Happy New Year

Just a quick note to all the people who have followed my posts this past year.

Thanks for all the support and everyone have a great New Year!

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Shows and Conventions

Today, I’ll be talking about trade shows, conventions and exhibits.

First, we should differentiate the difference.  Trade shows such as  NAMM (National Association of Music Merchandisers) are held twice a year, Los Angeles in the winter and Nashville in the summer.  They are usually of not much value to a hand builder.  They are big business and designed for retail stores to see what’s out there and place their orders for the year.  That’s not to say they can’t be great fun but realistically not something to count on to increase your revenue.

The second are conventions such as the Guild of American Luthiers and the Association of Stringed Instrument Artisans.  They are held about every other year and are great venues for sharing ideas and learning new techniques in guitar building.  While you can exhibit your guitars (they typically have one day open to the public for viewing), they are not really geared for selling.  Having said this, I picked up a major dealer by having my guitar in a listening session.  He heard one of my guitars and liked it enough to take me on.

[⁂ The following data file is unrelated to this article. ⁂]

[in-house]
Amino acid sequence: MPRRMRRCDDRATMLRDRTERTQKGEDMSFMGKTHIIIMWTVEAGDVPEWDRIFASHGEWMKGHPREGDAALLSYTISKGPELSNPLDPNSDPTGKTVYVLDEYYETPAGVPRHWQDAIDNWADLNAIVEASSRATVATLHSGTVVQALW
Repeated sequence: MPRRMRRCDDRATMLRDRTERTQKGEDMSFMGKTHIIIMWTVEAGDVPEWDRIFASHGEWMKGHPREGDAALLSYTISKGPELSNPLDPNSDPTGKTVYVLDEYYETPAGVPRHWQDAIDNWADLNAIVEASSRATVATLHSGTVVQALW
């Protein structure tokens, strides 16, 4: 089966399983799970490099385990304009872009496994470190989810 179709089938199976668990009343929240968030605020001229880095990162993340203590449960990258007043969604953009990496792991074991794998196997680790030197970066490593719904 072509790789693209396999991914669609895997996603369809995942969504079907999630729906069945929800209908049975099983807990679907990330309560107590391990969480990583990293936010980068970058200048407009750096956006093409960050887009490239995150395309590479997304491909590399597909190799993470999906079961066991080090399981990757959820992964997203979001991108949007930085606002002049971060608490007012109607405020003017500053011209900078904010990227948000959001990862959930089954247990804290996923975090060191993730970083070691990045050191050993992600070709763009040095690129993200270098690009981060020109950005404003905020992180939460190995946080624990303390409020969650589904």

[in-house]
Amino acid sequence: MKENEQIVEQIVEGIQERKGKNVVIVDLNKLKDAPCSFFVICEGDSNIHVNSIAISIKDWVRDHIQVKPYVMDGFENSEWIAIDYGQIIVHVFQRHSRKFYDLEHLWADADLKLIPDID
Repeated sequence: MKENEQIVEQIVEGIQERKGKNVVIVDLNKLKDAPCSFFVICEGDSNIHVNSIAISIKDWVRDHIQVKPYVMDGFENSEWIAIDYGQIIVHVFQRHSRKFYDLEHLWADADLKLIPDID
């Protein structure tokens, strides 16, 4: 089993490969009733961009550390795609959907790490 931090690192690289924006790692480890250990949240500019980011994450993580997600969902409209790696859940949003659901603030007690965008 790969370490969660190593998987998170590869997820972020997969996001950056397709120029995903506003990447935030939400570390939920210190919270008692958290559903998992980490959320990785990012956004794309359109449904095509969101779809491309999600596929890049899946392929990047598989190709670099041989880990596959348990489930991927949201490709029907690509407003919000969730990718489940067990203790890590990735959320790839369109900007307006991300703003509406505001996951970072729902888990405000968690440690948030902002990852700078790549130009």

I can’t say enough good about these events.  You get to see other luthiers work in a non-threatening manner and get to meet some of the pioneers of modern lutherie, Ervin Somogyi, Charles Fox, John Greven and Harry Fleishman to name a few.

The third category is the exhibition.  These are shows like the Healdsburg Guitar Festival and the Montreal Guitar Show.  These are shows that have to be applied for and accepted to or invited.  While they are not juried shows on the face, they do try to have a certain degree of diversity and skill level.

As with the conventions, these are great venues to expose your instruments to the public.  Even if you don’t sell them at the shows, you can meet future clients and dealers.  This is another great way to meet some of the finest makers in the world and every time I go I’m both humbled and excited to get back and make new inroads in my lutherie.

The bottom line is that all of these are worth the time on one level or another, and I look forward to all of them.